Even if Amazon did “give serious consideration” to Northwest cities bidding for a shot at the retail giant’s second headquarters, known as HQ2, it still passed. The company released a list of 20 cities that its considering setting up shop in, and none of the Seattle-area bids made the cut.
Although Amazon already has their HQ1 here, city leaders had implored the company to “stay with us and grow with us.” Area bids pitched that Amazon could expand by setting up a nearby second home. One bid in Tacoma pointed out multiple empty land parcels downtown—while still adjacent to Amazon’s existing home. A regional bid from King and Snohomish Counties, given a stamp of approval from the City of Seattle, outlined 10 potential sites in the greater metro. One of those sites is Tulalip tribal land, also outlined in the tribe’s own bid.
Amazon ultimately decided to put a little more distance from its hometown, which isn’t the biggest surprise. Most area bids were missing a key ingredient: a different talent pool.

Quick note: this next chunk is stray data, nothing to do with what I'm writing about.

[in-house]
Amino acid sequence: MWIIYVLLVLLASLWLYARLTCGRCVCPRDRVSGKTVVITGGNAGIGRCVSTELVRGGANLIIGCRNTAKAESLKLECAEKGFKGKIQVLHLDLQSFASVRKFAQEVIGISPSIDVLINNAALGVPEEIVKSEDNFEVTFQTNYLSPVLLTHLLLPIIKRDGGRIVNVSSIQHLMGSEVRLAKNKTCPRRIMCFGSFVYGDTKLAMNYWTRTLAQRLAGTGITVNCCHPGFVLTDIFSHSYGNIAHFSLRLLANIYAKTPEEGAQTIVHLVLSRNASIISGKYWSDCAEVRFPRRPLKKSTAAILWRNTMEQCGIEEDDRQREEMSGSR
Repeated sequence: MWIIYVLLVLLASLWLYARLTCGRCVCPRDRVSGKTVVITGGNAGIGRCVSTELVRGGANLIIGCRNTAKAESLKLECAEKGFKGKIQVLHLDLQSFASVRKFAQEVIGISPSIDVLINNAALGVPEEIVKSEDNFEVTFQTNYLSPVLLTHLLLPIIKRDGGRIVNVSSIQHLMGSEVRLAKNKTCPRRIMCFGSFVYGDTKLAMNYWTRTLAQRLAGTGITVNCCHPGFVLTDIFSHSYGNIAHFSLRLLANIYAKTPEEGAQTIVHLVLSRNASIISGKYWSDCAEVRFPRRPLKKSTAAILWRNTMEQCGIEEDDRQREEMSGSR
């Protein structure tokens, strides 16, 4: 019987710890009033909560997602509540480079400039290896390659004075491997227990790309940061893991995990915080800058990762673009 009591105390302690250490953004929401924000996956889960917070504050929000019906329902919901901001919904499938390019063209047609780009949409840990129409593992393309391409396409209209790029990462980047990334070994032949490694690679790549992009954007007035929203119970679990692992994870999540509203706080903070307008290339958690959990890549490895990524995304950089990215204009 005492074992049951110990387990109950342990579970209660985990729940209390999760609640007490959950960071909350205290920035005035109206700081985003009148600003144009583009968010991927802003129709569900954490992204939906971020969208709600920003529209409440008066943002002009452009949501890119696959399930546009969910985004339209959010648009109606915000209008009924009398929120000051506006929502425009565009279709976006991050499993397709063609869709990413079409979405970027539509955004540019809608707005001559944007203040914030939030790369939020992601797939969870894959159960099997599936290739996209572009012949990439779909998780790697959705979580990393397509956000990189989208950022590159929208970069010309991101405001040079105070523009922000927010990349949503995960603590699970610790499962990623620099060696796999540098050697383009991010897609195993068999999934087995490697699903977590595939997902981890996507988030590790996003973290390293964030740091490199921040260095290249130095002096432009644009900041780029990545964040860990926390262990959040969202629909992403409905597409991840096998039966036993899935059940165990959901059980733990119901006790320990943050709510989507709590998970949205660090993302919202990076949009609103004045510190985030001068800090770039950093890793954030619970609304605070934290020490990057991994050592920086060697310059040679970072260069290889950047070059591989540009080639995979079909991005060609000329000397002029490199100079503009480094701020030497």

Municipalities still in the running are Atlanta, Austin, Boston, Chicago, Columbus, Dallas, Denver, Indianapolis, Los Angeles, Miami, Montgomery County in Maryland, Nashville, Newark, New York, Northern Virginia, Philadelphia, Pittsburgh, Raleigh, Toronto, and the other Washington.
That doesn’t mean they’re packing up and leaving anytime soon. The second headquarters “will be a full equal to our current campus in Seattle,” read the original announcement. But it could mean a slowdown on the company’s stronghold. The company currently occupies 19 percent of Seattle’s prime business real estate, and they’ve been frequently cited as a driving force behind Seattle’s rising housing costs—or at least skyrocketing demand.